Warm greetings to one and all and welcome to my realm of knowledge and interesting, perhaps unknown facts (about our world and beyond).
Well you might want to think as to what made me suddenly jump into this ocean of vast information and swim across the indispensible art to bring out the essence of it. Then here is your pre-anticipated answer:
Just a Monday afternoon, with no nuts to break except for browsing (all right, chatting) I thought of doing something sensible and useful. Thats when I rolled my eyes over my library stand and found a certain set of 5 books, all dusty, untouched for several months (except for cleaning), ignored, pale and poor, staring at me from the corner like a helpless child waiting in the corner to be picked up by someone for labour. Huh! You might have understood the condition of the book! After few minutes of ignorance and reluctance, i finally found myself irresistible and stretched my hand to pull that helpless child for work, at least to go through the pictures in it to kill my boring time.
You might want to know the name of the book as well but please pardon me for holding the name; as they say, if you reveal your secret, it will counter-attack you someday. But i promise to unveil the book’s name at the end of my last share of knowledge from the book.
ABOUT THE BOOK:
Meanwhile, half-uninterested, I opened the cover of the book and glanced through the contents in the index and to my surprise i found over 300 questions, that intelligent young mind always ponder and ask, waiting to be answered in the upcoming pages. The book deals with questions from almost all fields, like the world in which we live, its origin and so on and so forth. The index got me dumbstruck and after a long eye-widening reaction, i chose my topic of interest, the one which always fascinated me – Aurora Borealis or The Northern Lights.
It is really astonishing how i couldn’t hold myself from flipping over the pages and reading the other topics as well. Some of the interesting topics that got my hair standing on end are – Discovery of America before Columbus, the concept of and purpose behind having last names, etc.
Now, let me demonstrate a topic that awakened my sleeping mind like with a splash of water. Do you have any idea of how our calendar actually began? Or how the word ‘month’ originated? Or how and why the Gregorian calendar got its name? Ok, At your service to explain the interesting phenomenon. Actually this topic has got much more to do with the crop cultivation.
When men first began to plant seeds and harvest crops, they noticed that the time for planting came at a regular time each year. Then they tried to count how many days came between one planting time and the next. This was man’s first attempt to find out how long a year was!
However, the ancient Egyptians were the first to measure a year with any exactness. They knew the best time to plant was right after the River Nile overflowed each year. (Please pay attention to the upcoming explanation since the second question i.e. the origin of the word ‘month’ is to be answered.) Now, their priests noticed that between each overflowing, the moon rose 12 times. So they counted 12 moonths or months and figured out when the Nile would rise again.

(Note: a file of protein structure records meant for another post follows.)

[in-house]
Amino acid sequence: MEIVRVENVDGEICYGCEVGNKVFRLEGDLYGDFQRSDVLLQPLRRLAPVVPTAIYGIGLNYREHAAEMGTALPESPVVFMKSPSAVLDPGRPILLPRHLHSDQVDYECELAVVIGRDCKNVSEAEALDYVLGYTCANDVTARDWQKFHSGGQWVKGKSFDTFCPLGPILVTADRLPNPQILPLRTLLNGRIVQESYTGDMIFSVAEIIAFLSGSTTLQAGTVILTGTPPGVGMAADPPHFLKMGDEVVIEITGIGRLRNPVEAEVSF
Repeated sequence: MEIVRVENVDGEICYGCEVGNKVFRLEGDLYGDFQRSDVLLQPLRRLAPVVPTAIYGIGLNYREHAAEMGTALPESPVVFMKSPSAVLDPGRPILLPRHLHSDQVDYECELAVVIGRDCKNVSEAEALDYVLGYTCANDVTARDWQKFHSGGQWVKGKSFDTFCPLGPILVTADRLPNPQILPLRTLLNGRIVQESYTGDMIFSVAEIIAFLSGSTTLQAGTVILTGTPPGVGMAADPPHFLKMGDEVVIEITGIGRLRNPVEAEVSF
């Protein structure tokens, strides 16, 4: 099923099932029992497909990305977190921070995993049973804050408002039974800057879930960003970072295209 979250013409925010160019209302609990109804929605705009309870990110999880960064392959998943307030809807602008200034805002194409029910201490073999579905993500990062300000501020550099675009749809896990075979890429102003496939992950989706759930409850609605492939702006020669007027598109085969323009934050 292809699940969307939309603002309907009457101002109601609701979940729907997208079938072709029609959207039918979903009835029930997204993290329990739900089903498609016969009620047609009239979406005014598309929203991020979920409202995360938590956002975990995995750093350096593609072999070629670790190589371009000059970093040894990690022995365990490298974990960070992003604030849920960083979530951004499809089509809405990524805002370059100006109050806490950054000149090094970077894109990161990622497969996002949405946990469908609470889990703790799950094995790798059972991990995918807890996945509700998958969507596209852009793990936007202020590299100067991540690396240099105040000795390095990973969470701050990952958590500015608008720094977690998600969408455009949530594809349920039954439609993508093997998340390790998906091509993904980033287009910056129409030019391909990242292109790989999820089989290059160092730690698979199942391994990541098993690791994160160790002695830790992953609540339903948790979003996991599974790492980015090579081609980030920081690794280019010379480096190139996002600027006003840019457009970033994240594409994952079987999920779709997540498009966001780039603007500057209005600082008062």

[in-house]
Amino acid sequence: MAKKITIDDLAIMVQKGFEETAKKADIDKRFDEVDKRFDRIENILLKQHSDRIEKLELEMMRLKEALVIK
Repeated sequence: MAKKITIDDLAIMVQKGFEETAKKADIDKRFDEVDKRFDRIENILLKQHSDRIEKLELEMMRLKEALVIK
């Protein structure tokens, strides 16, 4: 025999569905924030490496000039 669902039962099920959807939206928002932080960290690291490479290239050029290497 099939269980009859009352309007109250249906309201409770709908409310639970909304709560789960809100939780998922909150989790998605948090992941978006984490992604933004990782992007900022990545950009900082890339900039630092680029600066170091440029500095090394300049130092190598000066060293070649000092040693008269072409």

But it still wasn’t exact enough. At last the Egyptian priests noticed that each year, about the time of the flood, a certain bright star would rise just before the sun rose. They counted the days that passed before this happened again and found that it added up to 365 days. But can you believe this was 6000 years ago! And before that no one had ever known that there were 365 days in a year! Interesting, isn’t it? (I wonder how people before the discovery of this fact managed with their festivals!!)
Further, the Egyptians divided this year into 12 months of 30 days each, with 5 extra days at the end of the year. (Imagine if it existed today, we would have 36 days in December!) Thus, they invented the first calendar.
Eventually, the calendar was based not on the moon (lunar calendar) but on the number of days (365 1/4) it takes the earth to go around the sun (solar calendar). (So they already knew that sun is still and the earth revolves! Who then confused the later generation with the earth’s revolution?) The extra quarter of day began to cause more and more confusion. Finally, Julius Caesar decided to straighten it all out. He ordered that the year 46 B.C. should have 445 days to “catch up”, and that every year from then on was to have 365 days, except every fourth year. This fourth year would have a leap year of 366 days to use up the fraction left over in each ordinary year. (How intelligent!)
But as time went on it was discovered that Easter and other holy days were not coming where they belonged in the seasons. Too many “extra” days had piled up. (Now its time that i answer the third question, “Gregorian”, remember?) After all this mess, in the year 1582, Pope Gregory XIII decided to do something about it. He ordered that ten days should be dropped from the year 1582. (Now please go to google and type Gregorian calendar 1582 and check if you can find anything interesting. If so then please share in the comments.) Further to this, to keep the calendar accurate for all future time, he ordered that leap year should be skipped in the last year of every century unless that year could be divided by 400. Thus 1700, 1800, 1900 were not leap years but the year 2000 was a leap year. (Too brainy!)
This system is called the Gregorian calendar and is now used all over the world for everyday purposes, though various religions still use their own calendar for religious purposes.
So cool to know this fact and share with you. Trust me if encyclopedia had not had the existing meaning, i would have declared this book as encyclopedia. Thank you for your patience. Hope to fill you with some more interesting facts.